Sunday, August 06, 2006


Steven Spielberg's fine film, "Munich," follows the secret, unofficial team that the Israeli government sent to kill the leaders of the Palestinian terror group Black September after the terrorists murdered Israeli athletes at the Munich Olympics in 1972. At first Avner, the Mossad agent who leads the group, accepts his charge to hunt down Black September and murder them in spectacular ways, to send a message to Israel's many enemies. However, when each Black September leader is replaced by an even worse one, and when the Palestinians retaliate with attacks on Israeli embassies and civilians, Avner starts to doubt the morality of his team's, and his government's, actions.

Late in the film an anguished Avner asks his Mossad controller "what have we accomplished?" Why, he wants to know, if the men they killed were certainly terrorists and criminals, was he not sent to capture them and bring them back to Israel for trial, like Adolf Eichmann?

When we meet Avner, he is introduced as the son of a war hero, proud to be a Mossad agent, with his lovely, pregnant wife – a real sabra, as he insists. When he is summoned to meet his boss, a couple of generals, and Prime Minister Golda Meir – at her house, where she serves him coffee herself, and praises his father – well, what patriot could refuse the task they set for him to hunt down his nation's enemies? As he explains it to his wife later, he couldn't live with himself if he said no.

I think, though, that he (and Speilberg) get it right in the end. Satisfying though it might feel at first to hunt down terrorists, it was the wrong thing to do. Golda Meir, in the meeting in which she authorizes the assassinations, is shown saying that sometimes a civilization has to make compromises with its own values. But that compromise came back to bite them. The trial of Eichmann was Israel at its tough best. That is what they should have done with Black September. Sinking to the level of the terrorists did Israel no good; it brought even worse terrorists to power.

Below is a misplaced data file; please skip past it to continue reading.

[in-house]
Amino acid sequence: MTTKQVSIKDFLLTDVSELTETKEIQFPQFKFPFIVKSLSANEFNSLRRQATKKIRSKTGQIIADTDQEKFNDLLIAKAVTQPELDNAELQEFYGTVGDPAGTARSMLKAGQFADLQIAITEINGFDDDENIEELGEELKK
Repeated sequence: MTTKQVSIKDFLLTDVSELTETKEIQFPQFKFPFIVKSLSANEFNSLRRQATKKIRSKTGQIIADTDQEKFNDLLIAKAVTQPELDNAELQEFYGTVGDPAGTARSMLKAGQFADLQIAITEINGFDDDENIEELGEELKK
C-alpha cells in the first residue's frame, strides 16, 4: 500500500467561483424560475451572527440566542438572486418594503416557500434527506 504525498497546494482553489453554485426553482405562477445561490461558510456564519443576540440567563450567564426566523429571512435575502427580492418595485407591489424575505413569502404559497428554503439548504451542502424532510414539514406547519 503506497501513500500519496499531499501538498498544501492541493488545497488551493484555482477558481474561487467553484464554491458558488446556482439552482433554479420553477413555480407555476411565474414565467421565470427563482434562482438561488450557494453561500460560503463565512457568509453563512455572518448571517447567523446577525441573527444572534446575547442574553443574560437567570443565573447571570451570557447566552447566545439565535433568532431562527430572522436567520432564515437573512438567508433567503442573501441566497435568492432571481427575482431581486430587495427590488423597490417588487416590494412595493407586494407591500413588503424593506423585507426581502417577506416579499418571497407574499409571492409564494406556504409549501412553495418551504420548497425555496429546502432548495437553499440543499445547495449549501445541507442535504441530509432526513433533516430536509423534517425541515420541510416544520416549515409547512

Paul M. said...

Sadly, a timely entry.

Ed McLeod said...

Having just seen Munich for the second time, I was struck by the anguished speech of the toymaker who lamented that his participation in this act of vengeance was putting his very identity at risk, for he knew that to be a Jew was about being righteous, and not sinking to the level of the ones they were pursuing. While some of the others were somewhat troubled by this ethical dilemma, it seemed to tear at the fabric of who he was, and became too much for him to bear. There is always a risk of becoming what we loathe.

Gruntled said...

Amen. I think this is a powerful film because it is about morality, but doesn't hit you over the head with the moral message. It appears to be a thriller to right about that part in the film.

Jonathan B. Horen said...

I suppose you'd like to say that "being a Jew means turning the other cheek", time after time after time...

Well, it doesn't. Judaism teaches us: "הבה להרגך, ישכם להרגו" (if one is coming to kill you, arise first, and kill him).

Similarly, vengence might well take its own toll, but in many cases it is a responsibility which must be fulfilled.

Spielberg got it wrong; Munich was one of those cases.

Gruntled said...

I think assassinating assassins, while doing nothing to settle the grievance that created the assassins in the first place, is counterproductive. Indeed, as the lead assassin in the film discovers, some of the men he was being sent to kill were not even involved in the Munich massacre, but were just people his government wanted dead. And his bosses agreed that for each one they killed, a worse one took his place -- worse, in part, because his predecessor had been assassinated.